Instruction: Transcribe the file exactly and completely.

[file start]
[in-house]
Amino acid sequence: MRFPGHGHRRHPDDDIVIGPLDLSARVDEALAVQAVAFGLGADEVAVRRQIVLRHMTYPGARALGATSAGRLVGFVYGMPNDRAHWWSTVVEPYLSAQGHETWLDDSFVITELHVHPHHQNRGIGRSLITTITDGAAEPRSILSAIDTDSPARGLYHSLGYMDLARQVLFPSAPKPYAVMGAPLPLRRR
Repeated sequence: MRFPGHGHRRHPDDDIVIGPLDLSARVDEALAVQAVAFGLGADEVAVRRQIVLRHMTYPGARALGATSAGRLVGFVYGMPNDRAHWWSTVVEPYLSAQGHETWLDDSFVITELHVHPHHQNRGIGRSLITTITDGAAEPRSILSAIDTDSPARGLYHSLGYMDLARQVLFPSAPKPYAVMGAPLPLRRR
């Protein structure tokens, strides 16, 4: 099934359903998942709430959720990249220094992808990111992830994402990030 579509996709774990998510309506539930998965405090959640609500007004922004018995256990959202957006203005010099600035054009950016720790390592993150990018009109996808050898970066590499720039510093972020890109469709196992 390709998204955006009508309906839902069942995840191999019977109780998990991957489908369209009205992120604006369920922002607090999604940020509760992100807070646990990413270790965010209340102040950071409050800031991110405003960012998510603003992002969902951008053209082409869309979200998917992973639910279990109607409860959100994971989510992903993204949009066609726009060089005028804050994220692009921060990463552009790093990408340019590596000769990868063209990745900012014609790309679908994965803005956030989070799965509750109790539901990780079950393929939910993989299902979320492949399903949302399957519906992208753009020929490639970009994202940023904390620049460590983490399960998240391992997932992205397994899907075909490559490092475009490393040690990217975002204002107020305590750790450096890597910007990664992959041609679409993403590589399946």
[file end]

[in-house]
Amino acid sequence: MRFPGHGHRRHPDDDIVIGPLDLSARVDEALAVQAVAFGLGADEVAVRRQIVLRHMTYPGARALGATSAGRLVGFVYGMPNDRAHWWSTVVEPYLSAQGHETWLDDSFVITELHVHPHHQNRGIGRSLITTITDGAAEPRSILSAIDTDSPARGLYHSLGYMDLARQVLFPSAPKPYAVMGAPLPLRRR
Repeated sequence: MRFPGHGHRRHPDDDIVIGPLDLSARVDEALAVQAVAFGLGADEVAVRRQIVLRHMTYPGARALGATSAGRLVGFVYGMPNDRAHWWSTVVEPYLSAQGHETWLDDSFVITELHVHPHHQNRGIGRSLITTITDGAAEPRSILSAIDTDSPARGLYHSLGYMDLARQVLFPSAPKPYAVMGAPLPLRRR
């Protein structure tokens, strides 16, 4: 099934359903998942709430959720990249220094992808990111992830994402990030 579509996709774990998510309506539930998965405090959640609500007004922004018995256990959202957006203005010099600035054009950016720790390592993150990018009109996808050898970066590499720039510093972020890109469709196992 390709998204955006009508309906839902069942995840191999019977109780998990991957489908369209009205992120604006369920922002607090999604940020509760992100807070646990990413270790965010209340102040950071409050800031991110405003960012998510603003992002969902951008053209082409869309979200998917992973639910279990109607409860959100994971989510992903993204949009066609726009060089005028804050994220692009921060990463552009790093990408340019590596000769990868063209990745900012014609790309679908994965803005956030989070799965509750109790539901990780079950393929939910993989299902979320492949399903949302399957519906992208753009020929490639970009994202940023904390620049460590983490399960998240391992997932992205397994899907075909490559490092475009490393040690990217975002204002107020305590750790450096890597910007990664992959041609679409993403590589399946």